For years, several nations have been involved in heated debate regarding the taxation of tampons and other female sanitation products. The issue was brought to the public’s attention once again on Tuesday, Sept. 13 after California Governor Jerry Brown vetoed the Assembly Bill 1561, which attempted to terminate the luxury tax on menstrual amenities.
To combat the negative reaction of the public, specifically women, Brown justifies that the bill belongs to a collection of bills which are a necessary source of state funding. “The seven bills would have cut state revenue by around $300 million over the next two years” Brown said.
Despite his intentions, the two sponsors of the anti-tampon taxation bill were not appeased. Cristina Garcia and Ling Ling Chang have been advocates for the elimination of this taxation since January of 2016. After Brown’s rejection, they have spoken out about the sexism plaguing this issue.
“Saying that the measure should have been put in the budget is just side-stepping the fact that we shouldn’t be balancing the budget off half of the population,” Chang said.
“Basically we are being taxed for being women,” Garcia said. “Women have no choice but to buy these products, so the economic effect is only felt by women… You can’t just ignore your period, it’s not like you can just ignore the constant flow.”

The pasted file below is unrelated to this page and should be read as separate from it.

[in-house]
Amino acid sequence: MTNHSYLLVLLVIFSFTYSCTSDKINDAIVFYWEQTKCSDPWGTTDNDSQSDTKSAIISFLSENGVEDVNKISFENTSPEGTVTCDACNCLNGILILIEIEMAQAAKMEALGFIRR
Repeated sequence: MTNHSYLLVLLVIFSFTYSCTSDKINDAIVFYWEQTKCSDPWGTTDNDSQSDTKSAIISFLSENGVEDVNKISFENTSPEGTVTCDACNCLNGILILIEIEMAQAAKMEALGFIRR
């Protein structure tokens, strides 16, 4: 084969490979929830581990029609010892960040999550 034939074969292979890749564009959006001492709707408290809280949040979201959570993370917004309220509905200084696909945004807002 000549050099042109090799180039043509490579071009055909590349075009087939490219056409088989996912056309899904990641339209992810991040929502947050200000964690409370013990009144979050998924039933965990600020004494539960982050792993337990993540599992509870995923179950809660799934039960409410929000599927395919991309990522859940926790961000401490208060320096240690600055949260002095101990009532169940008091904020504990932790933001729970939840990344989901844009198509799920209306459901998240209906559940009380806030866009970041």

While Canada has eliminated the tax, and English Parliament is in active conversation about ending its female-targeted bill, the U.S. still carries out the tax in 42 states. American women, men, and organizations alike have taken action to protest the tax that they feel is unjust.
Two weeks ago, Brown University took passive protest by offering free tampons and pads in women’s bathrooms. Twitter is ablaze with strongly worded posts berating the tax. Rewire News tweeted: “Jerry Brown please mansplain why it’s okay to balance the budget on women’s backs?” Metro Newspaper tweeted: “Tampons in California are considered a ‘luxury’ to be taxed, but movie tickets and candy bars are exempt.”
The period plight which many women feel they are subjected to can be summed up by the words of a few UK protesters: “No uterus, no opinion”.